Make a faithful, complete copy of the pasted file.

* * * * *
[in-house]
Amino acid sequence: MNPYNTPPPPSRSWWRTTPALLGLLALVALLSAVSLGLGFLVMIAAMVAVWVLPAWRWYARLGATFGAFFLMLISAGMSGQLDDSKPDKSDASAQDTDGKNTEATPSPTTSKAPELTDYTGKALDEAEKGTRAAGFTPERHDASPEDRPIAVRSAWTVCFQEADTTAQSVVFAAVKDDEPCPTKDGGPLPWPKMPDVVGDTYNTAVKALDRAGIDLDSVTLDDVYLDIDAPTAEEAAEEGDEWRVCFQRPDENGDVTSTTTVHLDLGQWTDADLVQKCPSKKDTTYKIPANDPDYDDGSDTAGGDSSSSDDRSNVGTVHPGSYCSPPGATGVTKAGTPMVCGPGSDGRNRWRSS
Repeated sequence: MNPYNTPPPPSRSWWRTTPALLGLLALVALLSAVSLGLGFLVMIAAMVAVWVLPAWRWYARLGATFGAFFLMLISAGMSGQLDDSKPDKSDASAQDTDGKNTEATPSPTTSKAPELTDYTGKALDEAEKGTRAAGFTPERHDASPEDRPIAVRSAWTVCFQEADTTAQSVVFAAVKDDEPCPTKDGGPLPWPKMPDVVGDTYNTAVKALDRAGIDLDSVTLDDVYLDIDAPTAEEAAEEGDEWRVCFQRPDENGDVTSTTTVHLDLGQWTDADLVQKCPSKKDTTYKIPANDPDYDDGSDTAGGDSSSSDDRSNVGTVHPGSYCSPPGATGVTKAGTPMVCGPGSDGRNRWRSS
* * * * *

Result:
[in-house]
Amino acid sequence: MNPYNTPPPPSRSWWRTTPALLGLLALVALLSAVSLGLGFLVMIAAMVAVWVLPAWRWYARLGATFGAFFLMLISAGMSGQLDDSKPDKSDASAQDTDGKNTEATPSPTTSKAPELTDYTGKALDEAEKGTRAAGFTPERHDASPEDRPIAVRSAWTVCFQEADTTAQSVVFAAVKDDEPCPTKDGGPLPWPKMPDVVGDTYNTAVKALDRAGIDLDSVTLDDVYLDIDAPTAEEAAEEGDEWRVCFQRPDENGDVTSTTTVHLDLGQWTDADLVQKCPSKKDTTYKIPANDPDYDDGSDTAGGDSSSSDDRSNVGTVHPGSYCSPPGATGVTKAGTPMVCGPGSDGRNRWRSS
Repeated sequence: MNPYNTPPPPSRSWWRTTPALLGLLALVALLSAVSLGLGFLVMIAAMVAVWVLPAWRWYARLGATFGAFFLMLISAGMSGQLDDSKPDKSDASAQDTDGKNTEATPSPTTSKAPELTDYTGKALDEAEKGTRAAGFTPERHDASPEDRPIAVRSAWTVCFQEADTTAQSVVFAAVKDDEPCPTKDGGPLPWPKMPDVVGDTYNTAVKALDRAGIDLDSVTLDDVYLDIDAPTAEEAAEEGDEWRVCFQRPDENGDVTSTTTVHLDLGQWTDADLVQKCPSKKDTTYKIPANDPDYDDGSDTAGGDSSSSDDRSNVGTVHPGSYCSPPGATGVTKAGTPMVCGPGSDGRNRWRSS